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Reading books can make you happy

Health writer Martha Roberts on how you can read your way to happiness

by Psychologies

The project

Reading can transport you to all kinds of places, but can books boost mood and banish negativity?

The aim

Burying your head in a book can make you a happier person.

The theory

A 2008 review of bibliotherapy studies* found that ‘bibliotherapy and associated interventions in the treatment of mental illness is supported by the evidence’ and that it’s particularly effective when used in conjunction with psychotherapy. Two earlier studies**† found bibliotherapy reduces depression.

But what if you’re just reading on the bus or in bed? Experts say this can help, too. Psychologists at the New School for Social Research in New York found that reading fiction can enhance ‘theory of mind’ – the skill of understanding other people’s mental states and navigating complex social relationships. People who are depressed often have low theory of mind (Lee et al, 2005). Research at the University of Liverpool found that readers are 21 per cent less likely to report feelings of depression and 10 per cent more likely to report good self-esteem than non-readers. Researchers at the University of Sussex found that after six minutes of reading, subjects’ stress was reduced by up to 68 per cent. A 2013 survey by the Book Trust said, ‘People who read books regularly are on average more satisfied with life, happier, and more likely to feel the things they do in life are worthwhile.’

Now, try it out

  • Make time for reading. Are you someone who never seems to find the time to bury themselves in a book? Oliver Burkeman suggests making regular time for reading, and creating a ritual out of it – perhaps always sit on the same chair or park bench.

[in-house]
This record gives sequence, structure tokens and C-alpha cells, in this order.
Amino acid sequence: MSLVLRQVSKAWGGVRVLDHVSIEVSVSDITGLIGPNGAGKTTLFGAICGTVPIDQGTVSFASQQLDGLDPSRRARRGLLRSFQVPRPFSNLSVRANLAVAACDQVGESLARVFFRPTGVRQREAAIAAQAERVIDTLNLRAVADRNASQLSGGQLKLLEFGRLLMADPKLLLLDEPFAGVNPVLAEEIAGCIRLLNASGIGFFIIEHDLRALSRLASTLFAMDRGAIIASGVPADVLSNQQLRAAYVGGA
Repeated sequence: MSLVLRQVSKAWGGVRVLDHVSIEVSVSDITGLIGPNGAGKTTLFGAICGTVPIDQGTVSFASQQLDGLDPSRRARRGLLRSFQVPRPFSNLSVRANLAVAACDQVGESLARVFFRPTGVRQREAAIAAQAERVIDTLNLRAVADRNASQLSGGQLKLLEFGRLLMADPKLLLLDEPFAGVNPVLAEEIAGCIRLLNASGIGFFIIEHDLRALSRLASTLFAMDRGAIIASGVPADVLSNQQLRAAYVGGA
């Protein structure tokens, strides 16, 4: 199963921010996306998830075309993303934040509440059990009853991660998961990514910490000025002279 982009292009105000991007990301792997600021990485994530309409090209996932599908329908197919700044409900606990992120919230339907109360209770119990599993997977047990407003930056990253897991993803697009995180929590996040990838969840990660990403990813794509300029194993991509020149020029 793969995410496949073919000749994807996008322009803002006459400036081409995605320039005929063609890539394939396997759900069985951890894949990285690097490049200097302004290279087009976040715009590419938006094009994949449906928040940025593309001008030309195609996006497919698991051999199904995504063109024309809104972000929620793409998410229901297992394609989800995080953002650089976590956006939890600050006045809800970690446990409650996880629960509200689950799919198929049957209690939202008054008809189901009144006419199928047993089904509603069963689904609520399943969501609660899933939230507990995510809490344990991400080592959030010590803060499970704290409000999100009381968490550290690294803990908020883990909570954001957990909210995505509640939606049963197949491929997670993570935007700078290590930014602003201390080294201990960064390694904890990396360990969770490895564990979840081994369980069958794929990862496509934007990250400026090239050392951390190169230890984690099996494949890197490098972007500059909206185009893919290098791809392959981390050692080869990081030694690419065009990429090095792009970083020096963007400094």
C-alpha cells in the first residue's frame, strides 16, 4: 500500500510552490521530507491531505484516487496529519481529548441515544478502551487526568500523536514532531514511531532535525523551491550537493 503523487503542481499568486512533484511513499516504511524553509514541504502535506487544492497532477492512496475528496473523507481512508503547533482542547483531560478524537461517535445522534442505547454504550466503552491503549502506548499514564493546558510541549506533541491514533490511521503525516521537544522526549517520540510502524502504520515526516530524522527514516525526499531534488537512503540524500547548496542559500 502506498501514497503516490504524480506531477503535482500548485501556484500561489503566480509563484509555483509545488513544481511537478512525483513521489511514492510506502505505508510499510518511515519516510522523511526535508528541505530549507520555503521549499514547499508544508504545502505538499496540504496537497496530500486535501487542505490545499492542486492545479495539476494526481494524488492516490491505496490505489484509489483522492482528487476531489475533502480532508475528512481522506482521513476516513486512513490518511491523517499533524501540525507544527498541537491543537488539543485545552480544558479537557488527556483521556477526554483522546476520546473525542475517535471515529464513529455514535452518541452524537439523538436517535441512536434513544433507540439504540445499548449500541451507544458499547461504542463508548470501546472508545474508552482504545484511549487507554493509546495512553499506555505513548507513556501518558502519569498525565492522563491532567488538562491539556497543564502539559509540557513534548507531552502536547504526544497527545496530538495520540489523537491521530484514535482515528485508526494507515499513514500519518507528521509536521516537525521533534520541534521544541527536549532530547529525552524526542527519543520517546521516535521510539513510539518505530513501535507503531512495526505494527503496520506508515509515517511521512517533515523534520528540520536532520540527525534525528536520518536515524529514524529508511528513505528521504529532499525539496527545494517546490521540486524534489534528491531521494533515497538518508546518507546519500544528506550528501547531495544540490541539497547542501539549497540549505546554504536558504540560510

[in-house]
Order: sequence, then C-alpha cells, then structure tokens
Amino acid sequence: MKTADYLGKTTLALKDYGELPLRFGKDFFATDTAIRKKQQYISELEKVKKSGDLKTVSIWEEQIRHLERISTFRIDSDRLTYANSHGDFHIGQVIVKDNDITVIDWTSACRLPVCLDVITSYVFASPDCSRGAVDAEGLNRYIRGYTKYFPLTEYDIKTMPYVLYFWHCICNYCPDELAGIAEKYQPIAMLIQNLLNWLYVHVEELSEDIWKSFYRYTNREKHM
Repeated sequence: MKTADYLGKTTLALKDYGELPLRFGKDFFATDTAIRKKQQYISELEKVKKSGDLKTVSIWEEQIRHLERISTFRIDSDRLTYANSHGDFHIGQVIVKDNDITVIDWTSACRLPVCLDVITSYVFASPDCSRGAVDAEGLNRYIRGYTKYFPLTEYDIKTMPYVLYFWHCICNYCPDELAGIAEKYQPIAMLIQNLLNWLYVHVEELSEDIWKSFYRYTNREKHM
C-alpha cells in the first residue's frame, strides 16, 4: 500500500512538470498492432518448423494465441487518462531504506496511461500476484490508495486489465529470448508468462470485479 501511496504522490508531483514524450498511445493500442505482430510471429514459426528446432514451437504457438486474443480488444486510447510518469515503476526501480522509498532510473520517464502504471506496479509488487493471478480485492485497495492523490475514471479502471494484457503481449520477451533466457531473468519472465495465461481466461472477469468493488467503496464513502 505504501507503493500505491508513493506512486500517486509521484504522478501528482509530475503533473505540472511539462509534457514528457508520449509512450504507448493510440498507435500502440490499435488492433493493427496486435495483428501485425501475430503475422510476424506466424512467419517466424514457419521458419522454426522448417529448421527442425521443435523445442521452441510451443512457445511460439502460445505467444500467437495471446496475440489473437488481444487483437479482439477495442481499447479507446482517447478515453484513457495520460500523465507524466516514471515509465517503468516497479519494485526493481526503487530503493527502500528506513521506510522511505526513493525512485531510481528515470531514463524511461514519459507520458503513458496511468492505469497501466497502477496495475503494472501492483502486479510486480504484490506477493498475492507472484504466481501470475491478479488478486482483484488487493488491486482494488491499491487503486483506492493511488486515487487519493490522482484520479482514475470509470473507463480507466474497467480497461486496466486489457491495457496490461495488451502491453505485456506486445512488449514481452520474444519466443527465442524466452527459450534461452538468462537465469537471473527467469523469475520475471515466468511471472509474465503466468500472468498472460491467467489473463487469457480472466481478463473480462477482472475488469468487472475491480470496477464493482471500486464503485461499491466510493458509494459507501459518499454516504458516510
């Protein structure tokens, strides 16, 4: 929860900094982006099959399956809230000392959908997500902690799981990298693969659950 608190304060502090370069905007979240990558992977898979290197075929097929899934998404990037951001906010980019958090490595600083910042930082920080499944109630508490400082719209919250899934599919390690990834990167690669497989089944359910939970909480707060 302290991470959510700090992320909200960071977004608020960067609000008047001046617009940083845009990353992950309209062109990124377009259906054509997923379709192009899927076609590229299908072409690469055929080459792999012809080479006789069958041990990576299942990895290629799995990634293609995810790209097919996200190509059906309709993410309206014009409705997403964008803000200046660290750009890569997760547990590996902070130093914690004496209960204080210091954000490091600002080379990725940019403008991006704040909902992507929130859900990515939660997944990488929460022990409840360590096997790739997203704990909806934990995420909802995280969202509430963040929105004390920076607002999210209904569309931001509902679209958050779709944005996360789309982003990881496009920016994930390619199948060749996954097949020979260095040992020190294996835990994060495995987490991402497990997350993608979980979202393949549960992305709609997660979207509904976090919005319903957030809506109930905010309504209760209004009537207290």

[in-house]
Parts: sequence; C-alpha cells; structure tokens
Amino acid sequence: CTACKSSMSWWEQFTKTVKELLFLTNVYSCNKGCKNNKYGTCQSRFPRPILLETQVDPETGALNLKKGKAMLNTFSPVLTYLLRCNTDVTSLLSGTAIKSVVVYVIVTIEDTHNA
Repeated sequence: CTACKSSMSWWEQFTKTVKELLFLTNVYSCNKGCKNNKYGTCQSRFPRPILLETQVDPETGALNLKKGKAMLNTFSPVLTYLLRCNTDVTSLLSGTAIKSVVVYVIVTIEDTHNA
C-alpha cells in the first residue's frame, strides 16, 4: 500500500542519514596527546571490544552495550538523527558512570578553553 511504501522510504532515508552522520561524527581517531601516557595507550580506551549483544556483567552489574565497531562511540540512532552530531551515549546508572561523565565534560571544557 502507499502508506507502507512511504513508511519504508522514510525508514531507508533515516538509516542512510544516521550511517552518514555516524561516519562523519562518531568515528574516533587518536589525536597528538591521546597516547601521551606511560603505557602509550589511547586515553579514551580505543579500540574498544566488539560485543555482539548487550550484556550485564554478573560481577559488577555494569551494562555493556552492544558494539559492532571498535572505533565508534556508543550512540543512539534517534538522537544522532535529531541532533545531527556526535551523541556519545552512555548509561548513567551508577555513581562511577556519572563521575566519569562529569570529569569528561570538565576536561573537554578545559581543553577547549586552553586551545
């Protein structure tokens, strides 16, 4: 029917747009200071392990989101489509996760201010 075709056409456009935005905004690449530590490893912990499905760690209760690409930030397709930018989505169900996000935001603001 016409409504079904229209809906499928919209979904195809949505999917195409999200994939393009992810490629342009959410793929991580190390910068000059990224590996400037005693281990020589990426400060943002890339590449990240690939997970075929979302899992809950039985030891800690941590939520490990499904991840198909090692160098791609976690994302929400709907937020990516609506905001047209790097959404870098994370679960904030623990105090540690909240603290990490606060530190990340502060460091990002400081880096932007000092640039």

• Never be without a book. This way you will never miss an opportunity, no matter how small. Buy an e-reader if their portability means you’re more likely to keep it by your side, or a slim book such as a Penguin Little Black Classic.
  • Buy an audio book. A book doesn’t have to be in paper or e-book form. Visit audible.com where you can choose from around 100,000 audio books to listen to on your device.
  • Take a bibliotherapy course. Alain de Botton’s School of Life runs courses with resident bibliotherapists. In a one-to-one consultation, you can ‘explore your relationship with books so far and be asked to explore new literary directions’.
  • Try it! Read The Novel Cure: An A to Z of Literary Remedies (Canongate, £3.99).

*Fanner & Urquhart, ‘Bibliotherapy for Mental Health Service Users’, Health Information and Libraries Journal, 2008;

**Cuijpers, ‘Bibliotherapy in Unipolar Depression’, Journal of Behavior Therapy and Experimental Psychiatry, 1997;

†Den Boer et al., ‘Why is Self-help Neglected in the Treatment of Emotional Disorders?’, Psychological Medicine, 2004

MARTHA ROBERTS is an award-winning UK health writer and mental health blogger at mentalhealthwise.com

Photograph: iStock

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